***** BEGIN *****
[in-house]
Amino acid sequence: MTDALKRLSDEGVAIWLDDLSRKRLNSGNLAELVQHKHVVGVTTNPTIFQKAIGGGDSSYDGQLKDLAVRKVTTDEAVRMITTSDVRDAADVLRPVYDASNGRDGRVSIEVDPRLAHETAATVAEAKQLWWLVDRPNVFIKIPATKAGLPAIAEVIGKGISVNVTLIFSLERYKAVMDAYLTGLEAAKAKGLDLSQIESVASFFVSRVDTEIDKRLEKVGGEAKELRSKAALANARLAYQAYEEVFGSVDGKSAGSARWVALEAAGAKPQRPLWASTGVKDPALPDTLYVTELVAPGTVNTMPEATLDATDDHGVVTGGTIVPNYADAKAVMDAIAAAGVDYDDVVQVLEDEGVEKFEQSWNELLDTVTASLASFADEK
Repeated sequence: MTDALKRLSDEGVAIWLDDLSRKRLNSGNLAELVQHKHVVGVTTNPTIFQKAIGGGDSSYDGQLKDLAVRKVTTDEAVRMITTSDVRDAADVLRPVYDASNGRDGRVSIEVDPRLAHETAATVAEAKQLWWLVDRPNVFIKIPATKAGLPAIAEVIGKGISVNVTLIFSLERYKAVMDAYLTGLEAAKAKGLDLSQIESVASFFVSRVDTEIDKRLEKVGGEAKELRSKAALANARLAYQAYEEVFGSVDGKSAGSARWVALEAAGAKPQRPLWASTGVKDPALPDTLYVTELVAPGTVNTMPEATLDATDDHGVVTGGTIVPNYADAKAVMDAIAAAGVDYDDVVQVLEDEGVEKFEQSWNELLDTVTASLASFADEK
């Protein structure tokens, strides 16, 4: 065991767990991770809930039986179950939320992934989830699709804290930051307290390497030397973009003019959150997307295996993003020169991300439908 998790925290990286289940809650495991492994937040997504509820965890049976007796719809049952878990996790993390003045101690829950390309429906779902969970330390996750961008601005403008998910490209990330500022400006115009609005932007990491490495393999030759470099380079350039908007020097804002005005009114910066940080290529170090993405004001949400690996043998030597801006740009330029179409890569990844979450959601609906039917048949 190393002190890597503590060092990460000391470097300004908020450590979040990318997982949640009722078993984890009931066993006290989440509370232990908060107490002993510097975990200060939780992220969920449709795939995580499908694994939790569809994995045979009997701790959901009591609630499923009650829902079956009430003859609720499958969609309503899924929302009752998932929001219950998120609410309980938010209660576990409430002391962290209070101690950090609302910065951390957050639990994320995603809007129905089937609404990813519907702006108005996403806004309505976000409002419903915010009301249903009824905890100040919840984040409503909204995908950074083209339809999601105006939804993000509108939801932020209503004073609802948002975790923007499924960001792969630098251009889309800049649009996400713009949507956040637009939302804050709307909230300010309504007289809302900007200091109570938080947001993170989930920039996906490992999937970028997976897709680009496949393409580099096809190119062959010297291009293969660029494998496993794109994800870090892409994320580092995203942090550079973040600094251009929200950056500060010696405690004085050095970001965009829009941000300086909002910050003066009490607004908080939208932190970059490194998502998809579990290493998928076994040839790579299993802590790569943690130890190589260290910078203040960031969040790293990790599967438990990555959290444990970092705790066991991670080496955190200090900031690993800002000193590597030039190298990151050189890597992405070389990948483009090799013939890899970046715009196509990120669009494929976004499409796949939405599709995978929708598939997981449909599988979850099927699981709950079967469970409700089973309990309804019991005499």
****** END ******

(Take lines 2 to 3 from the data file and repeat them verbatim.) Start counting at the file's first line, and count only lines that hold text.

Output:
Amino acid sequence: MTDALKRLSDEGVAIWLDDLSRKRLNSGNLAELVQHKHVVGVTTNPTIFQKAIGGGDSSYDGQLKDLAVRKVTTDEAVRMITTSDVRDAADVLRPVYDASNGRDGRVSIEVDPRLAHETAATVAEAKQLWWLVDRPNVFIKIPATKAGLPAIAEVIGKGISVNVTLIFSLERYKAVMDAYLTGLEAAKAKGLDLSQIESVASFFVSRVDTEIDKRLEKVGGEAKELRSKAALANARLAYQAYEEVFGSVDGKSAGSARWVALEAAGAKPQRPLWASTGVKDPALPDTLYVTELVAPGTVNTMPEATLDATDDHGVVTGGTIVPNYADAKAVMDAIAAAGVDYDDVVQVLEDEGVEKFEQSWNELLDTVTASLASFADEK
Repeated sequence: MTDALKRLSDEGVAIWLDDLSRKRLNSGNLAELVQHKHVVGVTTNPTIFQKAIGGGDSSYDGQLKDLAVRKVTTDEAVRMITTSDVRDAADVLRPVYDASNGRDGRVSIEVDPRLAHETAATVAEAKQLWWLVDRPNVFIKIPATKAGLPAIAEVIGKGISVNVTLIFSLERYKAVMDAYLTGLEAAKAKGLDLSQIESVASFFVSRVDTEIDKRLEKVGGEAKELRSKAALANARLAYQAYEEVFGSVDGKSAGSARWVALEAAGAKPQRPLWASTGVKDPALPDTLYVTELVAPGTVNTMPEATLDATDDHGVVTGGTIVPNYADAKAVMDAIAAAGVDYDDVVQVLEDEGVEKFEQSWNELLDTVTASLASFADEK